Home' Australian Pharmacist : Australian Pharmacist November 2014 Contents Australian Pharmacist November 2014 I ©Pharmaceutical Society of Australia Ltd. 43
CONTINUING PROFESSIONAL DEVELOPMENT
in self-reporting however a child of
seven will have increased reliability of
Although numerous scales exist, the
following three scales may assist across
• Infant/neonate: Observational scale
using the Face, Legs, Arms, Cry,
Consolability (FLACC) scale is the most
common observational scale and is
well-validated scale for acute pain.3
• Age four to 12 years: Faces pain scale
-- revised (see Figure 1).4
• Age eight years through to adult:
Verbal Numerical Scale (VNS) as self
reporting is more reliable in this
What should I try for Blake's pain
before using medicine?
Non-pharmacological care is useful for
many types of pain, including teething,
and should be provided whenever
appropriate. It can be divided into
• environmental interventions such
as providing a warm crib or room,
a calm and quiet atmosphere and
• physical interventions including
swaddling, hugging, stroking or a
• distraction techniques such as a
dummy/pacifier, breastfeeding, music,
singing or drawing.
For teething, a useful physical
intervention is recommended by
the Australian Dentists Association.
Wash your hands, and then gently rub
the baby's gum with a clean finger.
Alternatively, the baby can be given a
dummy, teething ring, sugar-free rusk or
wet washcloth to bite.
What pain relief can you o er for
Blake's teething pain?
Paracetamol is the first-line analgesic
for children as it has a high oral
bioavailability and the onset of
analgesic effects occurs within
30 minutes.2 The community pharmacy
is well equipped with different oral
formulations of paracetamol and the
COUNSELLING IN PRACTICE
parent or guardian has the option
to choose either drops or an oral
suspension for an eight month old such
as Blake.6 If a trial of paracetamol alone
is not effective, adding a non-steroidal
anti-inflammatory drug (NSAID) such
as ibuprofen has been found to be
effective for mild to moderate pain,
and can be considered for children over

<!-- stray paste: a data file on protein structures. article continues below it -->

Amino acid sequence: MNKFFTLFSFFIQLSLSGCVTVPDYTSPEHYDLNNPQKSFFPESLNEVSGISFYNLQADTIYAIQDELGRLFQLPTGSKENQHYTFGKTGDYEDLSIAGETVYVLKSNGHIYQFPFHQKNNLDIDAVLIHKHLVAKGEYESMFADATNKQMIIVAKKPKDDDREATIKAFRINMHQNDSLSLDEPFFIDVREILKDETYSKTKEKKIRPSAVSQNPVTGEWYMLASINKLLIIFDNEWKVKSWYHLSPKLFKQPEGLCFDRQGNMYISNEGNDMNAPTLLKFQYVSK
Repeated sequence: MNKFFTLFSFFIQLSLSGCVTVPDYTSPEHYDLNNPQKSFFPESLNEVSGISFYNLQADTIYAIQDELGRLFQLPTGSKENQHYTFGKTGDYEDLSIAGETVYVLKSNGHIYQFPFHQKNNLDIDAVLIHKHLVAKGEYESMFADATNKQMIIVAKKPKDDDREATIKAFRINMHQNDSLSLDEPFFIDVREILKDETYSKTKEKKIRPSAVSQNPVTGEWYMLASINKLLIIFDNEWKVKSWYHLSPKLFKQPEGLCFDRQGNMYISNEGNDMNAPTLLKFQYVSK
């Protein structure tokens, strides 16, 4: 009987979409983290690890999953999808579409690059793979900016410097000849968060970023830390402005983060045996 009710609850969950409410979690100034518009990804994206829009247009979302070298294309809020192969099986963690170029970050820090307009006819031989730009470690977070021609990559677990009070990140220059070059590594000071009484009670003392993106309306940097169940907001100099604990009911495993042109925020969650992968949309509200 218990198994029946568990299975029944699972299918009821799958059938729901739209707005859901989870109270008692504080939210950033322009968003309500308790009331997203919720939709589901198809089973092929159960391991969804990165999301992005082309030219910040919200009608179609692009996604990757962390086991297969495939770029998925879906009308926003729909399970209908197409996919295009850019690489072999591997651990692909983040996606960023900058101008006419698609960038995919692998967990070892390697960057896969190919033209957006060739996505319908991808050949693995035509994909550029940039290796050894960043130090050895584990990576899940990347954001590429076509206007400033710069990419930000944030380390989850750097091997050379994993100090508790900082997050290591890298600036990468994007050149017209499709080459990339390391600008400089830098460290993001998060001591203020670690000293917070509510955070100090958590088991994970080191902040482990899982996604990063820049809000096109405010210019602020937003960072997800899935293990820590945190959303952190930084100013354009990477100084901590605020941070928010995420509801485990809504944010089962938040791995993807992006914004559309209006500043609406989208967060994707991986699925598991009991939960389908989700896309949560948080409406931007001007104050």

three months of age.6
What about topical agents to help
with the teething pain?
Various topical agents are available
are available over-the-counter to help
alleviate the pain associated with
teething. These products contain
local anaesthetics (lignocaine-based
preparations) and/or analgesics
(choline salicylate-based preparations).8
However, caution is advised when
recommending these products.
Preparations containing choline
salicylate should be used with caution
due to the potential toxicity at doses
similar to those recommended in
over-the-counter teething gels.9
Lignocaine-based products are also not
recommended as infants can be harmed
if they accidentally swallow too much
of the medication.10 Pharmacists should
be aware of these cautions, as well as
the little evidence supporting the use
of these gels, in order to appropriately
advise on the use of these products.
If any topical agent is used,
the pharmacist should advise parents
or guardians to wash their hands
thoroughly before applying topical
agents directly to the painful area of the
gums. When breastfeeding, topical gels
should be avoided just prior to a feed
as this can affect the infant's ability to
Can I use paracetamol and
ibuprofen at the same time?
If required, paracetamol can be used
with appropriate doses of an NSAID
such as ibuprofen for greater analgesia.6
A pharmacist should ensure parents
and guardians understand the correct
dosing regimen for each medication.
Paracetamol can be given every 4--6
hours while ibuprofen can be given
every 6--8 hours.
An ongoing review of the child's pain
is important to ensure that all agents
are used at the lowest effective dose for
the shortest possible time. For example,
advise Leigh that when Blake seems
settled she should cease one of the
analgesics and continue to review the
need for the other.
It is important to note, that when
treating fever only, there is no clinically
significant benefit in combining or
alternating paracetamol with ibuprofen.8
Figure 1. Faces pain scale -- revised4
In the following instructions, say 'hurt' or 'pain', whichever seems right for a
These faces show how much something can hurt. This face [point to left-most face]
shows no pain. The faces show more and more pain [point to each from left to
right] up to this one [point to right-most face] - it shows very much pain. Point to
the face that shows how much you hurt [right now].
Score the chosen face 0, 2, 4, 6, 8, or 10, counting left to right, so '0' = 'no pain' and
'10' = 'very much pain.' Do not use words like 'happy' and 'sad.' This scale is intended
to measure how children feel inside, not how their face looks.
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